A Short History of First Presbyterian Church, Omaha & Central Presbyterian Church
First Presbyterian Church and Central Presbyterian Church have been leaders in the Omaha Presbyterian Church Community since the mid 1800’s. Both churches have had a rich history in the city of Omaha and have parallels in their development.
The 1950’s brought an all time high in attendance to both churches. As time passed, attendance dwindled. The congregation discussed possibilities of how to save their church. They finally decided that merger with another church was the answer.
After visiting other Presbyterian Churches, it was decided in 2014 to merge with First Presbyterian Church, Omaha. Both churches approved the merger, and it became official on January 1, 2015. As a tagline to FPC, we are proud to be
~ Keeping Christ Central ~.
First Presbyterian Church of Omaha
In July, 1856, a Sunday school was organized in a private school room on Howard Street with the purpose that this would be the beginning of a Presbyterian church. This became “The Sunday School of the First Old School Presbyterian Church of Omaha City, Nebraska.” In June of 1857, this group began meeting in the Methodist Episcopal Church, which stood on Thirteenth Street.
In June, 1860, the current minister resigned, and the church practically dissolved. However on December 23, 1860, Rev. F.M. Dimmick was appointed to the church and he organized the Second Presbyterian Church of Omaha. The church was incorporated by special act of the Territorial Legislature, and approved January 11, 1861 with the name “The Second Presbyterian Church of Omaha City.” The name was changed in April, 1888 by a special act of the legislature to First Presbyterian Church of Omaha
17th and Dodge Streets
It was decided in 1864 to build a church. Land was purchased at 17th and Dodge for $1250. The building of the church was put on hold until the Civil War was over. The total cost of the building was about $30,000. The ladies of the church held a fair and festival to help raise money. It was decided to rent pews for permanent seating. This money was used to help pay for the church. The cost of the pews ranged from $25 to $100 a year.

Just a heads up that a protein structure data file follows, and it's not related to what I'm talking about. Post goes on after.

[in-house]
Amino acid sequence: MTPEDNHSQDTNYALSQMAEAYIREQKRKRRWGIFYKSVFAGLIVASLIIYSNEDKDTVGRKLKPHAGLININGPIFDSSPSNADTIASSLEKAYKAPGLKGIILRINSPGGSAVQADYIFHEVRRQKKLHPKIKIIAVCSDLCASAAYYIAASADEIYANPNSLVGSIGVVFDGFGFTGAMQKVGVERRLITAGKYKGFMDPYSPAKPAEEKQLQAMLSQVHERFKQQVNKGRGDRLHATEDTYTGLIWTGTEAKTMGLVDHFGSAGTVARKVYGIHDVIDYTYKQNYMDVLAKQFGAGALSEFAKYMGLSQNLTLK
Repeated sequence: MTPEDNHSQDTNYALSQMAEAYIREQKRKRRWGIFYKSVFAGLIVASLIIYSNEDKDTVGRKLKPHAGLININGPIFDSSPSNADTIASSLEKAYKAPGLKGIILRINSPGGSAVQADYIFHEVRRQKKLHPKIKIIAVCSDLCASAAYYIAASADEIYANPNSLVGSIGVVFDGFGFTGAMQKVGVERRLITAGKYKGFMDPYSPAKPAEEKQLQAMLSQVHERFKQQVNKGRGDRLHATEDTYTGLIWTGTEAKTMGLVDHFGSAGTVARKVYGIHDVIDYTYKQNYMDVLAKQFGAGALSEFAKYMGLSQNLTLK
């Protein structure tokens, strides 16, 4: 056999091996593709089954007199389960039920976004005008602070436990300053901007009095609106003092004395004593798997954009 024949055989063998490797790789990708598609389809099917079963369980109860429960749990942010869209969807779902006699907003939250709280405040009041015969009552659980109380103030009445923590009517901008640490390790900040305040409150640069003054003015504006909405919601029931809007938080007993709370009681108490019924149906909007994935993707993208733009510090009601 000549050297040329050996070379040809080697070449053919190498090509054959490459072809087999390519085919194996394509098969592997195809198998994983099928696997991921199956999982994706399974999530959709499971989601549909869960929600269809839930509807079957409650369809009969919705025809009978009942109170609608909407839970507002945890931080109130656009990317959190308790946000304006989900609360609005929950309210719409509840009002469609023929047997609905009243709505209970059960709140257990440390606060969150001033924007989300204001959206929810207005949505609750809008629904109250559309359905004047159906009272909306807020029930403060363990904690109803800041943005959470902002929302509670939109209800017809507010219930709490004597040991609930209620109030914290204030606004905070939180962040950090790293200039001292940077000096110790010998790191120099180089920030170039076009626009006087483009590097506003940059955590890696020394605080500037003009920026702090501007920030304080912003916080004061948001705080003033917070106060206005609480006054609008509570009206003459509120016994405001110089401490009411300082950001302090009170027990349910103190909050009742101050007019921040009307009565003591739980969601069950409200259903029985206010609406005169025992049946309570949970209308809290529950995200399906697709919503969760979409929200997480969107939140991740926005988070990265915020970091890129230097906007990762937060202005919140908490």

34th and Farnam Streets
On January 21, 1914, at a congregational meeting, it was decided to move west and land was purchased at 34th and Farnam Streets. Construction began in the spring of 1915 and Peter Kiewit carried bricks to help his father’s construction company build the church. The dedication of the new building was March 11, 1917. In 1959, FPC had an all time high of 2188 members. In 2017, we will celebrate the building’s centennial and its congregation continuing to help and support our community as they did over 100 years ago.
Central Presbyterian Church
Central Presbyterian Church was organized in 1867. This new church purchased a small Swedish mission building on 17th and Dodge. Regular services were held and mission work was emphasized.
In 1893, with membership growing, a new church was built near the “outskirts mission” at 24th and Dodge. In 1898 the General Assembly met at this church with 250 delegates and many foreign missionaries attending. This was an important day for Central United!
The Church on Leavenworth
As the city moved westward, so did Central. In 1911, a lot was purchased at 55th and Leavenworth. The land was used to operate a Sabbath School. In 1925, the church membership was growing so a church was built at this location. The new building was completed in 1927 at a cost of $75,000. Over the years, many outstanding ministers preached and many attended church – the high point was 1400 members.
55th and Leavenworth
The church on Leavenworth is where the Central congregations celebrated their centennial year with the theme of “Remember and Rededicate,” and also in 2012 their 125th year. Since 1887, Central Presbyterian Church has a proud history of “Sharing the Gospel in the Heart of the City.” In 2014, due to declining membership, the congregation decided to merge with First Presbyterian Church.
With the January 1, 2015 merger complete, we go forward in faith, hope, love, ministry, and mission. We are ~ Keeping Christ Central ~.